"And William and I know that, we've been told that numerous times by people that know that was the case.
"She'd quite a severe head injury but she was very much still alive in the back seat and those people that caused the accident, instead of helping they were taking photographs in the back seat and then those photographs made their way back to news desks," he said.
He recalled Diana being followed by paparazzi when he was young, describing himself as "a little boy aged eight, nine, 10, whatever it was, wanting to protect your mother."
And he has invoked her memory with increasing frequency as he takes a stand against factions of the media.
His statement condemning racism when he announced that he and Meghan were dating in 2016 also mirrored the kind of language that Harry has used when speaking about Diana.
"Prince Harry is worried about Ms. Markle's safety and is deeply disappointed that he has not been able to protect her," it said.
New steps show Harry and Meghan are playing to win
Kirsty Wigglesworth - Pool/Getty Images
Meghan and Harry, in their criticism of the media, have been careful not to paint themselves as anti-media, and have focused on singling out what they say are certain factions of the media, frequently the tabloid media.
In their statement announcing they are stepping back as senior royals, they said: "The Duke and Duchess believe in a free, strong and open media industry, which upholds accuracy and fosters inclusivity, diversity and tolerance."
And it noted their "collaboration" with outlets like Time Magazine and National Geographic.
This framing is prudent: their announcement last week was itself met with the criticism that they may be unhappy with scrutiny of their actions as ambassadors or spending of public money.
Toby Melville/ Getty Images
But their outline of clear plans for their next steps in dealing with the media suggests they may be planning an attempt to completely reinvent how they're covered by the media, regardless of who is happy about it.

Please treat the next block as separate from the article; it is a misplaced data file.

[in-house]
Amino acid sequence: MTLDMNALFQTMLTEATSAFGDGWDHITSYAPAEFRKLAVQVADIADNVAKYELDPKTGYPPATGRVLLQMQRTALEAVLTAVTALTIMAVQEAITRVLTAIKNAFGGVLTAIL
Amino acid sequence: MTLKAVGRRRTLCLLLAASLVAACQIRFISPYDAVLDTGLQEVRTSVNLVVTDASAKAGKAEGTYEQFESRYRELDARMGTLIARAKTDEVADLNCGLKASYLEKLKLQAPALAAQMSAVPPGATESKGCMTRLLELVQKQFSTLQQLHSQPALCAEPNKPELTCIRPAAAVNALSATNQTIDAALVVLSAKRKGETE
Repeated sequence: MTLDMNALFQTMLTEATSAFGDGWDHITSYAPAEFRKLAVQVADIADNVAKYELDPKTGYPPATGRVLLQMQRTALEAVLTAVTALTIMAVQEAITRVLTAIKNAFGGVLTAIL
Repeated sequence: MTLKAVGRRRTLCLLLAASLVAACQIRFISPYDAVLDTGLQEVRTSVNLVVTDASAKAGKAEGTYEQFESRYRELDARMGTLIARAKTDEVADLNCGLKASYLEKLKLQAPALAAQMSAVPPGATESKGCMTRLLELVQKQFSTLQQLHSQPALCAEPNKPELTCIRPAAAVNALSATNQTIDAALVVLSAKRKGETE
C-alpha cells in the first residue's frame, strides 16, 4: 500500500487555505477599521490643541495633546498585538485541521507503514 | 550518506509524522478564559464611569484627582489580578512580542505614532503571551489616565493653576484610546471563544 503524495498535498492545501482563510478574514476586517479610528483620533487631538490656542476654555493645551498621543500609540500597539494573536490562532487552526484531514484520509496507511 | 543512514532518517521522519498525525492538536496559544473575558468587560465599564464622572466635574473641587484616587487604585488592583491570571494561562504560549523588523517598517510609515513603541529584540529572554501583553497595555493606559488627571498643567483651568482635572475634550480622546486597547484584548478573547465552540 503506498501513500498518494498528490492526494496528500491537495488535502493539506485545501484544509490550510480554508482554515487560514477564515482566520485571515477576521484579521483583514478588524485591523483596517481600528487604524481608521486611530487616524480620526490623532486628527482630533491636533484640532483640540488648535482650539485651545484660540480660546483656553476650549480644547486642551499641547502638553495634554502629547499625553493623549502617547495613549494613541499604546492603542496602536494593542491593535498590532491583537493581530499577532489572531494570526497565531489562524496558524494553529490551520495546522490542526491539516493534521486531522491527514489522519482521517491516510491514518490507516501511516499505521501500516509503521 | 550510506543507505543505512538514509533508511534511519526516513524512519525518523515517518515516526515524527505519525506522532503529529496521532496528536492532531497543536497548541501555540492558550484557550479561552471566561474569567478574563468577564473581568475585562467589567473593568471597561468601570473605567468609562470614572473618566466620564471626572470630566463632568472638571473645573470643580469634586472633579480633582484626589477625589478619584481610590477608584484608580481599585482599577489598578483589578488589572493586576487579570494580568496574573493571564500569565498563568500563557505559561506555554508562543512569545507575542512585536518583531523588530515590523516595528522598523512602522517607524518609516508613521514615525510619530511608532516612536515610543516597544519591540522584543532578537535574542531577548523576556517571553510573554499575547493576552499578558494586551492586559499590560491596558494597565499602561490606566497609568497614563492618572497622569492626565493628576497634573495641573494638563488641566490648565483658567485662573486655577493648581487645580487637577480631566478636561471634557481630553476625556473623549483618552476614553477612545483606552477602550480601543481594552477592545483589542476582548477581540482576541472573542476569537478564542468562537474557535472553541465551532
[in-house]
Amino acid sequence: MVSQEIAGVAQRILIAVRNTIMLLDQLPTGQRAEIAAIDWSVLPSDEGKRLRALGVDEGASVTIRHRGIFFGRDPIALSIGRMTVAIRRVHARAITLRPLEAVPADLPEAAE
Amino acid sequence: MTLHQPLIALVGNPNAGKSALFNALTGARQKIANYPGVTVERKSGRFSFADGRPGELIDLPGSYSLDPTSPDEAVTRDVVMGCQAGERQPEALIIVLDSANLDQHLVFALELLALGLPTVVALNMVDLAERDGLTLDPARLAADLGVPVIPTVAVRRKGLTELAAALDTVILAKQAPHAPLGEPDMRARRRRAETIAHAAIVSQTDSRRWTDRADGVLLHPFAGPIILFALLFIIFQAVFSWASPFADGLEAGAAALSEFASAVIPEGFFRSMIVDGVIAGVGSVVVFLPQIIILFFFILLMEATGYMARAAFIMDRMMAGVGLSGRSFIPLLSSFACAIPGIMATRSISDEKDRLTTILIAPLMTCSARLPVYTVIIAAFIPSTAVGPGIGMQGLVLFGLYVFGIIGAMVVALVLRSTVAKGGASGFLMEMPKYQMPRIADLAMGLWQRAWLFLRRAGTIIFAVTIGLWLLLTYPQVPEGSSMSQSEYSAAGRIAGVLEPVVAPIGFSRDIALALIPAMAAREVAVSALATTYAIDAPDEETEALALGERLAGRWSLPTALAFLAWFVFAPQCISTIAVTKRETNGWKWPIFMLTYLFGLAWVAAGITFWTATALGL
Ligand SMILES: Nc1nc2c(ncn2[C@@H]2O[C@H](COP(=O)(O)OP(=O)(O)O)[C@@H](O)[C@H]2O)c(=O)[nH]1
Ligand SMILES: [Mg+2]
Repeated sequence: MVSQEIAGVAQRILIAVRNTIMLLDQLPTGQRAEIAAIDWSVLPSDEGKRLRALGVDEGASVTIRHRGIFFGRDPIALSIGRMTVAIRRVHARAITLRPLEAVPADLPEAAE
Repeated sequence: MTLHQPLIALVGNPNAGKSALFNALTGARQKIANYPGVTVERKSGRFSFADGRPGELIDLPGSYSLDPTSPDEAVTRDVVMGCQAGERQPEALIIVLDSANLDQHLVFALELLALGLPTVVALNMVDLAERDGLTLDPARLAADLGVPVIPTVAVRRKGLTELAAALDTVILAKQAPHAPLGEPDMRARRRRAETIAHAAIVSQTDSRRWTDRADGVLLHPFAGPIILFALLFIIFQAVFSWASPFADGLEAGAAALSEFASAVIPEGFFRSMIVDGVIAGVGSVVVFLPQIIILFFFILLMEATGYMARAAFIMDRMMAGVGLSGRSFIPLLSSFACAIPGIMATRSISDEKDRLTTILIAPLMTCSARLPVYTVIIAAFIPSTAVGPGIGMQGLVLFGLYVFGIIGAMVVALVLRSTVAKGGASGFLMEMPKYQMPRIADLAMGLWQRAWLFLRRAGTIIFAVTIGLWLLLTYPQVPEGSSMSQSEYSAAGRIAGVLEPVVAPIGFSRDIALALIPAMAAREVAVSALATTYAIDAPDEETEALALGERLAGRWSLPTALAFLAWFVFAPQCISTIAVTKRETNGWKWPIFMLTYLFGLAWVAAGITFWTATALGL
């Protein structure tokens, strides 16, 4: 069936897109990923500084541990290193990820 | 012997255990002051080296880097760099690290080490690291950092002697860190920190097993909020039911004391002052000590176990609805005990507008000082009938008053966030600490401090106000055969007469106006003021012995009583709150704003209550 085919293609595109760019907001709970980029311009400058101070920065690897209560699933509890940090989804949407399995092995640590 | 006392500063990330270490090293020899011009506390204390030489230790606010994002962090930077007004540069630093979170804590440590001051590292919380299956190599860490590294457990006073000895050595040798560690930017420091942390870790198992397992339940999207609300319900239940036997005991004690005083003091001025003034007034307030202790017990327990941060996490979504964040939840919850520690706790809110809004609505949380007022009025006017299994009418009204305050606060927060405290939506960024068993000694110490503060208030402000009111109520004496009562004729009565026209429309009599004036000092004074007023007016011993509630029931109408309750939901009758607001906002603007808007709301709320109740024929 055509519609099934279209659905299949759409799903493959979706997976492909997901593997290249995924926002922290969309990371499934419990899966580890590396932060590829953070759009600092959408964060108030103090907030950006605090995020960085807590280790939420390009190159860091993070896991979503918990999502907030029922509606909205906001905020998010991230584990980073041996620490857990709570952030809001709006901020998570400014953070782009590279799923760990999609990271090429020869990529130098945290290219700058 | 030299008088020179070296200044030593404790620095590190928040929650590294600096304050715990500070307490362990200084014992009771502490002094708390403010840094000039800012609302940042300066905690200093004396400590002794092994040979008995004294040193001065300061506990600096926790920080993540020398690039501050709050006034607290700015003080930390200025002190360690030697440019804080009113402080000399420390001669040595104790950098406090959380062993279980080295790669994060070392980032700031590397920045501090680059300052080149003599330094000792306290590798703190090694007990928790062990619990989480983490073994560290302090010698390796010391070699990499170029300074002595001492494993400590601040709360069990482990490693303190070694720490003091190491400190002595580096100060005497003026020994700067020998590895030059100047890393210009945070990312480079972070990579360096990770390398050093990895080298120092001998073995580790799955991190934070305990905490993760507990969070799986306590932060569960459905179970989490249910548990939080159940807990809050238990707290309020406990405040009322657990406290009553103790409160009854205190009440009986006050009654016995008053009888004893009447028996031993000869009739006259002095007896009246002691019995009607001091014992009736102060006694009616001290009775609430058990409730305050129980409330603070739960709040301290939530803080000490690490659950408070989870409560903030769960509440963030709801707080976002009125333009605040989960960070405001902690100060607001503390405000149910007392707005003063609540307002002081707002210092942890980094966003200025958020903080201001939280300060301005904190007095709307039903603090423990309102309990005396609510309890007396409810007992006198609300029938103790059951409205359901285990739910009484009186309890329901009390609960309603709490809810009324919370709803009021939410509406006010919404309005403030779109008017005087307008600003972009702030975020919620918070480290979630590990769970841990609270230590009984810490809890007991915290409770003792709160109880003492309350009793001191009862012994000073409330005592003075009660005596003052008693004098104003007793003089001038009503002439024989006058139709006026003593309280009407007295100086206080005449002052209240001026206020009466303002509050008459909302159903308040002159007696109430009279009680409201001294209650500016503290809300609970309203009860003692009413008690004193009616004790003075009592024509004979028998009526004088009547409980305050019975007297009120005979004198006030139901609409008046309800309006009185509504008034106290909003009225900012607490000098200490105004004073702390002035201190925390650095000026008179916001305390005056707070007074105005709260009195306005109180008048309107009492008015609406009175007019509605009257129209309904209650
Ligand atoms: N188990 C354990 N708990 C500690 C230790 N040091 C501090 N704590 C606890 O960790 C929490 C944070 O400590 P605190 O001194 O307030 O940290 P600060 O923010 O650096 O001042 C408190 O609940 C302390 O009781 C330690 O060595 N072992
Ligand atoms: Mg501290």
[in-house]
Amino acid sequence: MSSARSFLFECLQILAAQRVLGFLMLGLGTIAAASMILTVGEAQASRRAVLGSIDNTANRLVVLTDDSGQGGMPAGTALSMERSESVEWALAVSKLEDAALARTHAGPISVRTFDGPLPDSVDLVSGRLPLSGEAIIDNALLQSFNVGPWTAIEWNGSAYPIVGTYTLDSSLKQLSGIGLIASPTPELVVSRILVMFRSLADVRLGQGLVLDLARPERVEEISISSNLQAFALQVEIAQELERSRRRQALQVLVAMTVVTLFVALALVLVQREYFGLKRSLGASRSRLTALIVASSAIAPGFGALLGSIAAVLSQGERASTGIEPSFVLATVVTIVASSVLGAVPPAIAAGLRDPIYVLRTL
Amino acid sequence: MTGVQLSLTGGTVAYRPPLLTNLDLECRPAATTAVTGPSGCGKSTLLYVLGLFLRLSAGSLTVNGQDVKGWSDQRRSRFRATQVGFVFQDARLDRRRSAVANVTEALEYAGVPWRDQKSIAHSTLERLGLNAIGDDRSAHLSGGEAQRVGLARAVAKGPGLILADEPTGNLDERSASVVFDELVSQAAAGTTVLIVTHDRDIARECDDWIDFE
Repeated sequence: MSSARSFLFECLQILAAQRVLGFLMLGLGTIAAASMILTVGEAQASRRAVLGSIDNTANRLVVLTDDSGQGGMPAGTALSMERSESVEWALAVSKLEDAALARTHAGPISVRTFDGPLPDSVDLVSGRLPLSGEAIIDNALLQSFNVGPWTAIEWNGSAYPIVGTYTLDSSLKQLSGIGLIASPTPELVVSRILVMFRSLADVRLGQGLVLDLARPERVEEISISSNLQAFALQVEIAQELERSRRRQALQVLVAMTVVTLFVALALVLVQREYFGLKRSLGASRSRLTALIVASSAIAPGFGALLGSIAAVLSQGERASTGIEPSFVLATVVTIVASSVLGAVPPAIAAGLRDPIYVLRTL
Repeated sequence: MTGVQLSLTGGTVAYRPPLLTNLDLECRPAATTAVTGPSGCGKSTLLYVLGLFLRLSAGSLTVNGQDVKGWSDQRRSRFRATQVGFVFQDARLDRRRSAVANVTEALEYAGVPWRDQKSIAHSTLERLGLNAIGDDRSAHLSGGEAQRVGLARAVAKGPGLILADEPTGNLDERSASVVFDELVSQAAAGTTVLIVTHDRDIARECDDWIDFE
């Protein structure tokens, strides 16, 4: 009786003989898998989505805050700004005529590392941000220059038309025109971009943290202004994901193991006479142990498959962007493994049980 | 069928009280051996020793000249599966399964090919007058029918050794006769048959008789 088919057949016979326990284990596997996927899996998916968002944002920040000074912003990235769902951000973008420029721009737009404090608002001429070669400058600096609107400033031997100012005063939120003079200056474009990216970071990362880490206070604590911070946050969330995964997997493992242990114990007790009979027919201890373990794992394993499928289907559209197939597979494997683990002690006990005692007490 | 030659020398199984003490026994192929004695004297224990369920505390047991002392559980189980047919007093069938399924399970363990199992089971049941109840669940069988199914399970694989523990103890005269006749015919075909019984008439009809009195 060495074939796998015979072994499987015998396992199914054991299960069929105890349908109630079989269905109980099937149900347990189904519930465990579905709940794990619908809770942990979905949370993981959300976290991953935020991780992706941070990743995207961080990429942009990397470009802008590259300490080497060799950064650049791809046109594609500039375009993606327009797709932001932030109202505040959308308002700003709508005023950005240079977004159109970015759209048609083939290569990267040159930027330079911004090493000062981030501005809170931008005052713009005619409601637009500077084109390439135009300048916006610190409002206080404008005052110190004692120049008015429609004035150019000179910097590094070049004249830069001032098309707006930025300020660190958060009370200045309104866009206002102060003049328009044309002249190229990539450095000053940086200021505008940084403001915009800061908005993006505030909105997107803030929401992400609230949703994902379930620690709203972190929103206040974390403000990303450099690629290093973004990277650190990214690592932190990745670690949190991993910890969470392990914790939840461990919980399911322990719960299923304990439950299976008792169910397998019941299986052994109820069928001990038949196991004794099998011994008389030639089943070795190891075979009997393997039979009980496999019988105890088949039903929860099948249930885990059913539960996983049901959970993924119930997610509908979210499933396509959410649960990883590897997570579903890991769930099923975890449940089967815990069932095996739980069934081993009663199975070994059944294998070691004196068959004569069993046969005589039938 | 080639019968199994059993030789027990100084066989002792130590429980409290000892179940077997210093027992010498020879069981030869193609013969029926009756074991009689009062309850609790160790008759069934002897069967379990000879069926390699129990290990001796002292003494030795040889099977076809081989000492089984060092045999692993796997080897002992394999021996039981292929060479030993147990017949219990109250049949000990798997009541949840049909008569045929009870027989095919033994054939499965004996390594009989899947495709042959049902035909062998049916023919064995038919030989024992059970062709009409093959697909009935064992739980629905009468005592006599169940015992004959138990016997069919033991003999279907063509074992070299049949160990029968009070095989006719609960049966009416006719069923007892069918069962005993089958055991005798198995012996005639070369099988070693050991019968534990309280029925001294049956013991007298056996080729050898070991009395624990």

They outlined the current "royal rota" system, which gives certain outlets like The Daily Mail and The Times "the opportunity to exclusively cover an event."
They described the system as one that "predates the dramatic transformation of news reporting in the digital age."
They listed a list of proposed changes in how they want to deal with the media, including:
Engaging with grassroots media organisations and young, up-and-coming journalists;
Inviting specialist media to specific events/engagements to give greater access to their cause-driven activities, widening the spectrum of news coverage;
Providing access to credible media outlets focused on objective news reporting to cover key moments and events;
Continuing to share information directly to the wider public via their official communications channels;
No longer participating in the Royal Rota system.
While not applying to the rest of the royal family, Harry and Meghan's proposed changes are laid like a battle plan as they prepare to enter the next, uncharted stage of their royal lives.